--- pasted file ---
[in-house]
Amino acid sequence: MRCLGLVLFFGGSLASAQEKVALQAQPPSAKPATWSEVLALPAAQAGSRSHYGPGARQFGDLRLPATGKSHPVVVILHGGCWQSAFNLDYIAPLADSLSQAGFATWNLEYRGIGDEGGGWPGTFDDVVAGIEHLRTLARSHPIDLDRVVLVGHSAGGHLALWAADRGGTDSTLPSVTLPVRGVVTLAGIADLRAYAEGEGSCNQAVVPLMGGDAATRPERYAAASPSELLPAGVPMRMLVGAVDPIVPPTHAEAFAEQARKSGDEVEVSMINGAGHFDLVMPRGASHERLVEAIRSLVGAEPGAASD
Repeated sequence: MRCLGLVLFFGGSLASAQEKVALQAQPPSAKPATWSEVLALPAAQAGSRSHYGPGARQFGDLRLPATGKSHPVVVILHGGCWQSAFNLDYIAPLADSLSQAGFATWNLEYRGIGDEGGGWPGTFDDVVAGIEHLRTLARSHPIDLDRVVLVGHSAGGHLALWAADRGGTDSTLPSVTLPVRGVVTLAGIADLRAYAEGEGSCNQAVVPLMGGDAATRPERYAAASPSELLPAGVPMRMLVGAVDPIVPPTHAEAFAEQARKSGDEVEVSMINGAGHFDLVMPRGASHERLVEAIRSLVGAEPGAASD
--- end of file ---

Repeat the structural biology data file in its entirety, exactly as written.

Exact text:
[in-house]
Amino acid sequence: MRCLGLVLFFGGSLASAQEKVALQAQPPSAKPATWSEVLALPAAQAGSRSHYGPGARQFGDLRLPATGKSHPVVVILHGGCWQSAFNLDYIAPLADSLSQAGFATWNLEYRGIGDEGGGWPGTFDDVVAGIEHLRTLARSHPIDLDRVVLVGHSAGGHLALWAADRGGTDSTLPSVTLPVRGVVTLAGIADLRAYAEGEGSCNQAVVPLMGGDAATRPERYAAASPSELLPAGVPMRMLVGAVDPIVPPTHAEAFAEQARKSGDEVEVSMINGAGHFDLVMPRGASHERLVEAIRSLVGAEPGAASD
Repeated sequence: MRCLGLVLFFGGSLASAQEKVALQAQPPSAKPATWSEVLALPAAQAGSRSHYGPGARQFGDLRLPATGKSHPVVVILHGGCWQSAFNLDYIAPLADSLSQAGFATWNLEYRGIGDEGGGWPGTFDDVVAGIEHLRTLARSHPIDLDRVVLVGHSAGGHLALWAADRGGTDSTLPSVTLPVRGVVTLAGIADLRAYAEGEGSCNQAVVPLMGGDAATRPERYAAASPSELLPAGVPMRMLVGAVDPIVPPTHAEAFAEQARKSGDEVEVSMINGAGHFDLVMPRGASHERLVEAIRSLVGAEPGAASD